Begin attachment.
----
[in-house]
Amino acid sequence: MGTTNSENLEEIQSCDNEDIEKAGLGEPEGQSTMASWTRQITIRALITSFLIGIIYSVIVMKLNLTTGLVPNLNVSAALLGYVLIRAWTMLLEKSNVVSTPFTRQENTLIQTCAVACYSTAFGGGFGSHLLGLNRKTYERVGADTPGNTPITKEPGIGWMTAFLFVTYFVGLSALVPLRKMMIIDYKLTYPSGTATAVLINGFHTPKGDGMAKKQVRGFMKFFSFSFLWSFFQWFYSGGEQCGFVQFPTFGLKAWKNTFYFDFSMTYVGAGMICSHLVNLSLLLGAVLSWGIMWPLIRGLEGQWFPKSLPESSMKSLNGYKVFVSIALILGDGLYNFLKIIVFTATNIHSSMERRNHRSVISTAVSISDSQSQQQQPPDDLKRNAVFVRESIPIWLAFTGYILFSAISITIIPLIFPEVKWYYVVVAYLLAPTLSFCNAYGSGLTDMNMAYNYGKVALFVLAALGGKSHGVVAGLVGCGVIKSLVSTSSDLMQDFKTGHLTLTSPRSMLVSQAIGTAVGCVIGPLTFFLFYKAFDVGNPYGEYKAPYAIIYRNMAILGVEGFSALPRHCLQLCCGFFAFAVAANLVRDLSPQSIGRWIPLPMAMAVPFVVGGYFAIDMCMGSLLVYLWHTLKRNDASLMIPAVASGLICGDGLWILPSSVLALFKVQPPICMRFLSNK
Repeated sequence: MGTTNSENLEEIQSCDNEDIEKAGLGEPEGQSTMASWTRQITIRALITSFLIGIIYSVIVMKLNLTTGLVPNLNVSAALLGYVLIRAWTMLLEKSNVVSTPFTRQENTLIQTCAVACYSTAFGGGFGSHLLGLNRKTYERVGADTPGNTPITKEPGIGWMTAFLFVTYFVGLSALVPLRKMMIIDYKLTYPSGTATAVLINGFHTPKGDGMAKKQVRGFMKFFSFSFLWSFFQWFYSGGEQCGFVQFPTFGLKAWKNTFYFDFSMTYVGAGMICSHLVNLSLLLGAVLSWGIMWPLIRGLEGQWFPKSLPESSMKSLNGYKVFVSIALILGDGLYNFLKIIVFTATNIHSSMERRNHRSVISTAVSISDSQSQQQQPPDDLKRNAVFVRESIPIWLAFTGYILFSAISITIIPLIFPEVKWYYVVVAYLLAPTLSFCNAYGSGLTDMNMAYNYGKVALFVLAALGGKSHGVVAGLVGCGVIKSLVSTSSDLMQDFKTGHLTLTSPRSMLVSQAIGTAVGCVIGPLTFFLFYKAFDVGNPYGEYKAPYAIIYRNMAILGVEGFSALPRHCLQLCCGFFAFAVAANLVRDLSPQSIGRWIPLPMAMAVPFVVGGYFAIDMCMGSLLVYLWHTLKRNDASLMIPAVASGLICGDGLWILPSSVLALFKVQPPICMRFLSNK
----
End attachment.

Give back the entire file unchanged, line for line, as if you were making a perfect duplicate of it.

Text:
[in-house]
Amino acid sequence: MGTTNSENLEEIQSCDNEDIEKAGLGEPEGQSTMASWTRQITIRALITSFLIGIIYSVIVMKLNLTTGLVPNLNVSAALLGYVLIRAWTMLLEKSNVVSTPFTRQENTLIQTCAVACYSTAFGGGFGSHLLGLNRKTYERVGADTPGNTPITKEPGIGWMTAFLFVTYFVGLSALVPLRKMMIIDYKLTYPSGTATAVLINGFHTPKGDGMAKKQVRGFMKFFSFSFLWSFFQWFYSGGEQCGFVQFPTFGLKAWKNTFYFDFSMTYVGAGMICSHLVNLSLLLGAVLSWGIMWPLIRGLEGQWFPKSLPESSMKSLNGYKVFVSIALILGDGLYNFLKIIVFTATNIHSSMERRNHRSVISTAVSISDSQSQQQQPPDDLKRNAVFVRESIPIWLAFTGYILFSAISITIIPLIFPEVKWYYVVVAYLLAPTLSFCNAYGSGLTDMNMAYNYGKVALFVLAALGGKSHGVVAGLVGCGVIKSLVSTSSDLMQDFKTGHLTLTSPRSMLVSQAIGTAVGCVIGPLTFFLFYKAFDVGNPYGEYKAPYAIIYRNMAILGVEGFSALPRHCLQLCCGFFAFAVAANLVRDLSPQSIGRWIPLPMAMAVPFVVGGYFAIDMCMGSLLVYLWHTLKRNDASLMIPAVASGLICGDGLWILPSSVLALFKVQPPICMRFLSNK
Repeated sequence: MGTTNSENLEEIQSCDNEDIEKAGLGEPEGQSTMASWTRQITIRALITSFLIGIIYSVIVMKLNLTTGLVPNLNVSAALLGYVLIRAWTMLLEKSNVVSTPFTRQENTLIQTCAVACYSTAFGGGFGSHLLGLNRKTYERVGADTPGNTPITKEPGIGWMTAFLFVTYFVGLSALVPLRKMMIIDYKLTYPSGTATAVLINGFHTPKGDGMAKKQVRGFMKFFSFSFLWSFFQWFYSGGEQCGFVQFPTFGLKAWKNTFYFDFSMTYVGAGMICSHLVNLSLLLGAVLSWGIMWPLIRGLEGQWFPKSLPESSMKSLNGYKVFVSIALILGDGLYNFLKIIVFTATNIHSSMERRNHRSVISTAVSISDSQSQQQQPPDDLKRNAVFVRESIPIWLAFTGYILFSAISITIIPLIFPEVKWYYVVVAYLLAPTLSFCNAYGSGLTDMNMAYNYGKVALFVLAALGGKSHGVVAGLVGCGVIKSLVSTSSDLMQDFKTGHLTLTSPRSMLVSQAIGTAVGCVIGPLTFFLFYKAFDVGNPYGEYKAPYAIIYRNMAILGVEGFSALPRHCLQLCCGFFAFAVAANLVRDLSPQSIGRWIPLPMAMAVPFVVGGYFAIDMCMGSLLVYLWHTLKRNDASLMIPAVASGLICGDGLWILPSSVLALFKVQPPICMRFLSNK